Ghee is unsalted butter that is heated till the milk solids separate, leaving behind the clear fat. Ghee has been a staple in Indian cooking for thousands of years. This is my simple Ghee recipe in Instant Pot or stove.
Here I cook unsalted butter till the milk solids separate from the butter and get caramelized, leaving behind an aromatic clear fat, Ghee. Using this recipe, you can also make Clarified butter, in which the milk solids are removed as soon as they separate from the fat.
My Mother’s Recipe for Homemade Ghee
Ghee has been an integral part of Indian cooking for generations.
My mother still makes it from scratch.
She boils each batch of milk and skims off the fat layer when it’s cooled. After collecting enough fat for a week, she slow cooks it for an hour or so, till the clarified butter separates from the milk solids.
What’s left at the bottom of the pan are caramelized milk solids.
Mom even has some clever recipes for the caramelized milk solids that get left behind…. but that’s another post!
I typically end up using these milk solids for kneading dough for Indian flatbreads, Roti and Paratha.
Popularity and Benefits of Ghee
Ghee has gained immense popularity worldwide over the last few years.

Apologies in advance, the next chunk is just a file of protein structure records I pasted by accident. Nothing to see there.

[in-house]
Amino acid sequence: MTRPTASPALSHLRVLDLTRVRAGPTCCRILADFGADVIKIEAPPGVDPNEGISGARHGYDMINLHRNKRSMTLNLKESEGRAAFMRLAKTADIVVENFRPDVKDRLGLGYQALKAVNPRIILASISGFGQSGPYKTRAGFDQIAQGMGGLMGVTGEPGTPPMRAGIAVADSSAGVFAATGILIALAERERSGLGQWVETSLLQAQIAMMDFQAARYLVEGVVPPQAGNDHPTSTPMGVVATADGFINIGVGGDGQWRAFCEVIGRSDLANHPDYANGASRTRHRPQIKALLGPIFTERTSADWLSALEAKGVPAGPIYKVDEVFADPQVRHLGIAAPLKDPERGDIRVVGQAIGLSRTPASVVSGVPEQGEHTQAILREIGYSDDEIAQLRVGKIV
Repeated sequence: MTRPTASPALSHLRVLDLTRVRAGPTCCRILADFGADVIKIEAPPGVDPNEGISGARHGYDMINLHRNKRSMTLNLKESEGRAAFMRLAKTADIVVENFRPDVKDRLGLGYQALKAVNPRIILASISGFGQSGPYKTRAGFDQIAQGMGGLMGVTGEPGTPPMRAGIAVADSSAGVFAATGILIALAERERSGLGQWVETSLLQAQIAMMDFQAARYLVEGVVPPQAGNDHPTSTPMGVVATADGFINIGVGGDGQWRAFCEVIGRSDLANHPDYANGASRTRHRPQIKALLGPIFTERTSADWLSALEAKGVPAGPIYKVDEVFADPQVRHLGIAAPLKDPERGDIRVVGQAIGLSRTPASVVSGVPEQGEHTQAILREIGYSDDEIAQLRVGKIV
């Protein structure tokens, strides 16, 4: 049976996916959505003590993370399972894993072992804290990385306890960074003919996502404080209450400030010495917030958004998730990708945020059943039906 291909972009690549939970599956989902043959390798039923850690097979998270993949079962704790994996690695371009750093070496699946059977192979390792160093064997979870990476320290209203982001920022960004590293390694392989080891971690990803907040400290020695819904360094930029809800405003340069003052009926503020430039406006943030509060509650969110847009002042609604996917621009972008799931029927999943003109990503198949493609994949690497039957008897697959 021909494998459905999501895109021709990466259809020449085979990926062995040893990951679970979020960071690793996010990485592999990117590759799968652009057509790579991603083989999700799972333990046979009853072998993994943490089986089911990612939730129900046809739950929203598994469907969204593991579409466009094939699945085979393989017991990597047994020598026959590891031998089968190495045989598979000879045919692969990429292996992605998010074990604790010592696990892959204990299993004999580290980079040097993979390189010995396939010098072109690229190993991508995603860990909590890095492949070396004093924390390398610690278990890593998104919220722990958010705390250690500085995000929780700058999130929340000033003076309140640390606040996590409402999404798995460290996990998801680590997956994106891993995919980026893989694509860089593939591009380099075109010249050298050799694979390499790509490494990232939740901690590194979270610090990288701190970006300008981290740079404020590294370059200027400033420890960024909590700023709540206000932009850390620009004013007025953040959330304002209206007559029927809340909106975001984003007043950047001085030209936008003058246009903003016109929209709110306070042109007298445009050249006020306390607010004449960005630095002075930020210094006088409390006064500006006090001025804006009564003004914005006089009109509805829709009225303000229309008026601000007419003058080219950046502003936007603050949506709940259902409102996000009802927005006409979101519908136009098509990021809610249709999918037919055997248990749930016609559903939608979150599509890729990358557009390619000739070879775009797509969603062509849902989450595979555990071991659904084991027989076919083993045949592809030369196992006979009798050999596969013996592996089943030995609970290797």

Due to it’s health benefits and fat composition, it is a big part of many trending diets now .
Thanks to it’s popularity, it is now widely available in supermarkets and grocery stores. Ghee is also available on Amazon.com.
Although one can find many articles ‘in favor of’ and ‘against’ the health benefits of Ghee, if you are following a certain diet, it is always a good idea to check with your physician and form your own opinion.
In a lot of recipes for soups, stews and curries, ghee and clarified butter are a great alternative to butter.
They both have a higher smoke point than butter since the milk solids have been removed from the fat. So, they work great for sautéing, browning, searing and caramelizing foods.
Is Ghee the Same as Clarified Butter?
Till a few years ago, there wasn’t much clarity on the slight difference between ghee and clarified butter. The ‘English’ word for ‘Ghee’ is ‘Clarified Butter’. Due to that recipe makers and the food industry commonly uses the two words interchangeably.
Clarified butter is easy to identify, so a lot of recipes and labels mention both words . Ghee is clarified butter, cooked just a few minutes longer. The change is a subtle nuttiness you get in ghee vs. clarified butter.
It is not uncommon to see the two words Ghee and Clarified Butter used interchangeably, but there is a slight difference between the two.